‘I just an old-fashioned, shy girl,’ says burlesque queen Dita Von Teese, whose signature act is stripping and bathing in a giant Martini glass
By LINA DAS – 17th April 2008
While our television schedules groan under the weight of reality TV shows and where a virtue has been made out of ordinary people doing ordinary things, there is at least one woman who has bucked the trend.
Dita Von Teese, whose retro chic brings to mind the old school glamour of stars such as Ava Gardner and Betty Grable, has ditched mundanity and with the aid of corsetry and a little help from the hair dye bottle has turned herself into a living doll.
She is widely credited as single-handedly reviving the dying art of burlesque.
Just five years ago few would have recognised a feather dance if it had got up and tickled them.
Now Dita has performed for everyone from the royal jeweller, Garrard, to the cast of the film Ocean’s Thirteen.
She blushes at the acclaim, but admits it is, “wonderful to hear because I’ve been performing it since the early Nineties – way, way before it became hip and cool. I just did it because I loved it”.
As she wafts into the Magnolia restaurant on LA’s Sunset Boulevard, it is evident she is in off-duty mode – though in Dita’s case, “off-duty” is a relative thing.
In a black dress, flat shoes and with her jet black hair teased around an immaculately made-up face, Dita so resembles a porcelain doll that I’m tempted to suggest a table inside to protect her from the harmful rays of the sun.
“I know the picture the paparazzi want is me coming out of Starbucks in jeans with my hair all messy, but that’s just not going to happen,” she laughs.
“I just think that when you take a minute to look your best, you get what you want. And,” she adds, “I pretty much get what I want.”
Looking at her now, exuding Forties glamour, that’s not too hard to believe.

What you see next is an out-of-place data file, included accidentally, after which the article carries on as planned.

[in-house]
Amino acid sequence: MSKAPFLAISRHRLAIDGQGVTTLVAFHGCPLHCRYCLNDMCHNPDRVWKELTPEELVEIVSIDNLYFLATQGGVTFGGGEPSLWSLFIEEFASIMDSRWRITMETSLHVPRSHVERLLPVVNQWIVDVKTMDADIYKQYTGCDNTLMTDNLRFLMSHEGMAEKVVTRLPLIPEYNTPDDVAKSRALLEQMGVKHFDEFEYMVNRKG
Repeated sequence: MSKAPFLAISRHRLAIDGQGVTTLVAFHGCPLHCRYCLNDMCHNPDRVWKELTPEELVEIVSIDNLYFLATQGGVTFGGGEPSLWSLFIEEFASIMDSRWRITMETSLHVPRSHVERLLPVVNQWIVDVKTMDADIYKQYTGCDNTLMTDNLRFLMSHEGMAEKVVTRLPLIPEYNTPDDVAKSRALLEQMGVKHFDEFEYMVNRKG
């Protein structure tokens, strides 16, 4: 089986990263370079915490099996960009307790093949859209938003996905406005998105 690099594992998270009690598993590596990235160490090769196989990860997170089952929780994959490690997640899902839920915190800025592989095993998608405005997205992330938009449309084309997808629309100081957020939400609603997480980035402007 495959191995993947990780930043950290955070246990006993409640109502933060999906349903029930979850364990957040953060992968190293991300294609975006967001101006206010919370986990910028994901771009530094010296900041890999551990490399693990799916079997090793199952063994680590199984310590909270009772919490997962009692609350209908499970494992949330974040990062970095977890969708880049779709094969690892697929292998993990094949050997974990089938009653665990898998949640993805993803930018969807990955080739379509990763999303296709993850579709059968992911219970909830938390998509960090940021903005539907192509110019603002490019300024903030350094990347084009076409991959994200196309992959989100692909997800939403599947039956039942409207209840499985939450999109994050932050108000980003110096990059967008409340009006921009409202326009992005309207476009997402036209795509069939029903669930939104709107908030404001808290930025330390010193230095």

While her stage dances can be risque, in person she is softly spoken and, dare one say it, shy.
But that she is a beguiling mix of contradictions is unquestionable.
Born Heather Sweet 35 years ago in smalltown America, she has transformed herself from a pretty yet unremarkable blonde into a sultry brunette with va-va-voom curves by sheer determination, a boob job and corsetry.
“I’ve always been fascinated with the idea of transformation I’d look at pictures of Rita Hayworth and be captivated.
“I was always shy as a young girl, but wearing my hair and doing my make-up a certain way transformed me and it became a hobby to turn myself into a cartoon character.”
Though her body may be her fortune, it was her business brain that transformed her from underground star to worldwide phenomenon.
Burlesque – a popular form of entertainment in the Twenties and Forties – had all but disappeared until Dita’s skill updated the style for the modern audience.
Her elaborate routines which feature her riding crystal horses or dancing with strategically placed pink feathers cost anything up to $20,000 to stage, and so famous have they become that her fabled act gyrating inside a giant martini glass was emulated by Cameron Diaz in Charlie’s Angels.
Dita has performed at parties for the likes of Jade Jagger and the Marquess of Bath’s son Ceawlin, modelled for Jean Paul Gaultier and Marc Jacobs, and is the new face of Wonderbra.
Three years ago she wed shock rocker Marilyn Manson – a union that lasted a year.
With their matching black locks and lipsticks, they were to celebrity what Posh and Becks might have been had they gone over to the dark side.
Dita came to prominence in the UK five years ago when Jade Jagger, having spotted her dancing in one of Manson’s videos, invited her to perform at the relaunch party for Garrard, the royal jeweller, and from that moment her fame has soared.
She earned more than $2million last year, “but that’s not to say it’s been champagne all the way”, she adds.
“It hasn’t been easy. In 1993 I was working in a bar full of truckers – and I must have looked like an alien to them.”